Tyr72 and Tyr80 are involved in the Formation of an Active Site of a Luciferase of Copepod Metridia longa
URI (for links/citations):http://onlinelibrary.wiley.com/doi/10.1111/php.12694/abstract
Marina D. Larionova
Svetlana V. Markova
Eugene S. Vysotski
Институт фундаментальной биологии и биотехнологии
Базовая кафедра биотехнологии
Journal Name:Photochemistry and Photobiology
Journal Quartile in Scopus:Q2
Journal Quartile in Web of Science:Q3
Bibliographic Citation:Marina D. Larionova. Tyr72 and Tyr80 are involved in the Formation of an Active Site of a Luciferase of Copepod Metridia longa [Текст] / Marina D. Larionova, Svetlana V. Markova, Eugene S. Vysotski // Photochemistry and Photobiology. — 2017. — Т. 93 (№ 2). — С. 503-510
Текст статьи не публикуется в открытом доступе в соответствии с политикой журнала.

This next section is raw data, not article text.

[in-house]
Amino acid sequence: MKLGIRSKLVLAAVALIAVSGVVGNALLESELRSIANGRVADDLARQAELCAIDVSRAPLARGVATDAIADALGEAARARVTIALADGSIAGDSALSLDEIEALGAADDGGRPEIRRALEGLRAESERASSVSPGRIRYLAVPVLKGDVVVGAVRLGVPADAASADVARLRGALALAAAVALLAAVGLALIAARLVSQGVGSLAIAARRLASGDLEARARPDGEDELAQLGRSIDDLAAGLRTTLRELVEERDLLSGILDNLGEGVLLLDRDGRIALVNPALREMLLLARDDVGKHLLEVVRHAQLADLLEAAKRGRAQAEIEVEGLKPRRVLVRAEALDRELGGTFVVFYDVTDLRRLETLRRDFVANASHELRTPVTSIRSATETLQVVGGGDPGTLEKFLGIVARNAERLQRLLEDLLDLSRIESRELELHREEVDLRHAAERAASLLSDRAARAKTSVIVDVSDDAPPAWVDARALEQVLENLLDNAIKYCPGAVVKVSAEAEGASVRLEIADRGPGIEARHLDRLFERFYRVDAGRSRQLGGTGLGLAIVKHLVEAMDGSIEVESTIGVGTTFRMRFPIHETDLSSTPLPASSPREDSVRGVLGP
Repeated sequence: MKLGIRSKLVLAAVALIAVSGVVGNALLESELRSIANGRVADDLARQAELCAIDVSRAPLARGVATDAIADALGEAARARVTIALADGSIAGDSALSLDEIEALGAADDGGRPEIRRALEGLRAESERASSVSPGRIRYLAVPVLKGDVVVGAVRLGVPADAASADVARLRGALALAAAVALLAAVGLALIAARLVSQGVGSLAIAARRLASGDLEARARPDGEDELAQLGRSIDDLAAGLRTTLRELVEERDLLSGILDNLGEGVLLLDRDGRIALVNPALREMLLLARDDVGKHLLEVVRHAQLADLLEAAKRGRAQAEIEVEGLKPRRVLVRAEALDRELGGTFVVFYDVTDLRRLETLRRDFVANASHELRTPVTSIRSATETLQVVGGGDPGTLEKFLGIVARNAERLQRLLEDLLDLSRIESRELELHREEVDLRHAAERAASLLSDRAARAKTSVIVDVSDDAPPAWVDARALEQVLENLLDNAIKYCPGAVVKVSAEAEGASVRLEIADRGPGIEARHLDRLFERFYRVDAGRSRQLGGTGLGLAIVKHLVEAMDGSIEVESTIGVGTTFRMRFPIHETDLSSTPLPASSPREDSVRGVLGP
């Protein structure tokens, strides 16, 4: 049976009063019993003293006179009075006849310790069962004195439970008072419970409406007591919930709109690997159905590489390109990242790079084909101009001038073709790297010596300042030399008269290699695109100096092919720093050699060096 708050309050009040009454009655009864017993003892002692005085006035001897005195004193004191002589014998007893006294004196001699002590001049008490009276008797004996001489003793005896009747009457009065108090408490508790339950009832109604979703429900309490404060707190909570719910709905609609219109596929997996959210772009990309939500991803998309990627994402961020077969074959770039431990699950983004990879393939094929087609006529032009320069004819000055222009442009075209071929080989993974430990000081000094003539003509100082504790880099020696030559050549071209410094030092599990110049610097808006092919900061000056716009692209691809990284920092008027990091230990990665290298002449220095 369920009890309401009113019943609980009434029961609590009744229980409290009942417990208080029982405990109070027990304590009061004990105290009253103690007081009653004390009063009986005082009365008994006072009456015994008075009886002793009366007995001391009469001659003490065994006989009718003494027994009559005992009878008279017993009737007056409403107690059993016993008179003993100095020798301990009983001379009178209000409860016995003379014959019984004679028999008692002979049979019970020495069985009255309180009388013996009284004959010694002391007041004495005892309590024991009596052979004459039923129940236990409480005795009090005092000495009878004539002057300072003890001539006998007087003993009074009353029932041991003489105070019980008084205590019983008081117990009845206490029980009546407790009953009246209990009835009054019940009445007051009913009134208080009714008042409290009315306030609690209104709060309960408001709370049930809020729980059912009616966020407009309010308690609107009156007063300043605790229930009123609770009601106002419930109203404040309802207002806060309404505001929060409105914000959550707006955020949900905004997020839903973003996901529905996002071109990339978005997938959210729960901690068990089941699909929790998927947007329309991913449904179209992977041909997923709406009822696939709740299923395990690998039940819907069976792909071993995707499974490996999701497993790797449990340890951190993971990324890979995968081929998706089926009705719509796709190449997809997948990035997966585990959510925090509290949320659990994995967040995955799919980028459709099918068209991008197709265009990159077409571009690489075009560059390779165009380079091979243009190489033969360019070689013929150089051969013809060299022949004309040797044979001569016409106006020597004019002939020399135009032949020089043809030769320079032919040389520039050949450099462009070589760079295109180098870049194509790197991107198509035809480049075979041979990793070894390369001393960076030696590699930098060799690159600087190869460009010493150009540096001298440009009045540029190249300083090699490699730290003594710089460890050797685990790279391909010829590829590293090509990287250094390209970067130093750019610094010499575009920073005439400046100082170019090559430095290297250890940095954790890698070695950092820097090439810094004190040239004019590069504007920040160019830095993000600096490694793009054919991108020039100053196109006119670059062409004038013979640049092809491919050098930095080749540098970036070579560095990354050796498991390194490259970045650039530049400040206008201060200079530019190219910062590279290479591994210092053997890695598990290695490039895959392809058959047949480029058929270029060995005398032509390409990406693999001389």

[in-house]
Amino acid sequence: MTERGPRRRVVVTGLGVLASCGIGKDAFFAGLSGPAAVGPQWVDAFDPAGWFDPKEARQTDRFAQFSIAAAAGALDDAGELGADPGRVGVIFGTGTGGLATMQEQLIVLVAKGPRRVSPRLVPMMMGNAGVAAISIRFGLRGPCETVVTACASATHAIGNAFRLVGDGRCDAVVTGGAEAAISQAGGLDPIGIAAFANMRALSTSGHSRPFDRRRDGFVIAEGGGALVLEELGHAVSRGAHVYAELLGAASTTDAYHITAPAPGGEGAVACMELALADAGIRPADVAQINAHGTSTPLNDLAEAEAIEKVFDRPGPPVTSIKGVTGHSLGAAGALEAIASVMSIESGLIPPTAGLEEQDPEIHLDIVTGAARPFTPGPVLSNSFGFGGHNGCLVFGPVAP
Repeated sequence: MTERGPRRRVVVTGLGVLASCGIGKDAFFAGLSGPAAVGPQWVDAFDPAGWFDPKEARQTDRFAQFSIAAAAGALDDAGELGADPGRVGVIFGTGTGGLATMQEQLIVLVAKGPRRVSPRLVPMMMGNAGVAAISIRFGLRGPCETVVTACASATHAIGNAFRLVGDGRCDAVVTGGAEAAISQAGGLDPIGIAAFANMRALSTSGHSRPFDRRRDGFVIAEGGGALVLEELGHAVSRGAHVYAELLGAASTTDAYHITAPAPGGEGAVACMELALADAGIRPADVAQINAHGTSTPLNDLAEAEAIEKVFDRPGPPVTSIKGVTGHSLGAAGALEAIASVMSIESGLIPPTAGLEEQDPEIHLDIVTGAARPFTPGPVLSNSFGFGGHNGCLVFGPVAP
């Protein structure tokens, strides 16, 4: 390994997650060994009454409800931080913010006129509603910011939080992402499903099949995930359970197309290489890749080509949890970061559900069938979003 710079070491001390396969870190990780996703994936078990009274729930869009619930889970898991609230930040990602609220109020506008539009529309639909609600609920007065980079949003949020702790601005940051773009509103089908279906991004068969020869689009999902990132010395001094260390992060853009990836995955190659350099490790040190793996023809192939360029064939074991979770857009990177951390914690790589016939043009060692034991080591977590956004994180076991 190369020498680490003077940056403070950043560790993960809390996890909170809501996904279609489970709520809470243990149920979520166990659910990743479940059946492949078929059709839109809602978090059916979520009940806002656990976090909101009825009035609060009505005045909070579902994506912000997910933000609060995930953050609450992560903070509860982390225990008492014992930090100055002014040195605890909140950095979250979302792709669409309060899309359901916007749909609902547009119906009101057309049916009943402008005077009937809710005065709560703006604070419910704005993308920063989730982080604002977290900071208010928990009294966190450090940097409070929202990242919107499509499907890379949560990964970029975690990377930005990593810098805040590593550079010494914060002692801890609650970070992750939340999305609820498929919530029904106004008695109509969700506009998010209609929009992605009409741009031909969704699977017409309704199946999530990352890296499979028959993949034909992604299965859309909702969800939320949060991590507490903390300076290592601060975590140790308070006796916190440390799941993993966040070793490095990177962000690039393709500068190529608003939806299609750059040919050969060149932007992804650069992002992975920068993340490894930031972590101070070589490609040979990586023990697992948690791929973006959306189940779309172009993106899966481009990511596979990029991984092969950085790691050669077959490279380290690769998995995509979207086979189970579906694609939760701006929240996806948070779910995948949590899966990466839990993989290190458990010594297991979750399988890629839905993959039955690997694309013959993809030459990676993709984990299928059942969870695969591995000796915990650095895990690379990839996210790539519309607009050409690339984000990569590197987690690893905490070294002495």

Luciferase of copepod Metridia longa (MLuc) is a naturally secreted enzyme catalyzing the oxidative decarboxylation of coelenterazine with the emission of light. To date, three nonallelic isoforms of different lengths (17-24 kDa) for M. longa luciferase have been cloned. All the isoforms are single-chain proteins consisting of a 17-residue signal peptide for secretion, variable N-terminal part and conservative C-terminus responsible for luciferase activity. In contrast to other bioluminescent proteins containing a lot of aromatic residues which are frequently involved in light emission reaction, the C-terminal part of MLuc contains only four Phe, two Tyr, one Trp and two His residues. To figure out whether Tyr residues influence bioluminescence, we constructed the mutants with substitution of Tyr to Phe (Y72F and Y80F). Tyrosine substitutions do not eliminate the ability of luciferase to bioluminescence albeit significantly reduce relative specific activity and change bioluminescence kinetics. In addition, the Tyr replacements have no effect on bioluminescence spectrum, thereby indicating that tyrosines are not involved in the emitter formation. However, as it was found that the intrinsic fluorescence caused by Tyr residues is quenched by a reaction substrate, coelenterazine, in concentration-dependent manner, we infer that both tyrosine residues are located in the luciferase substrate-binding cavity.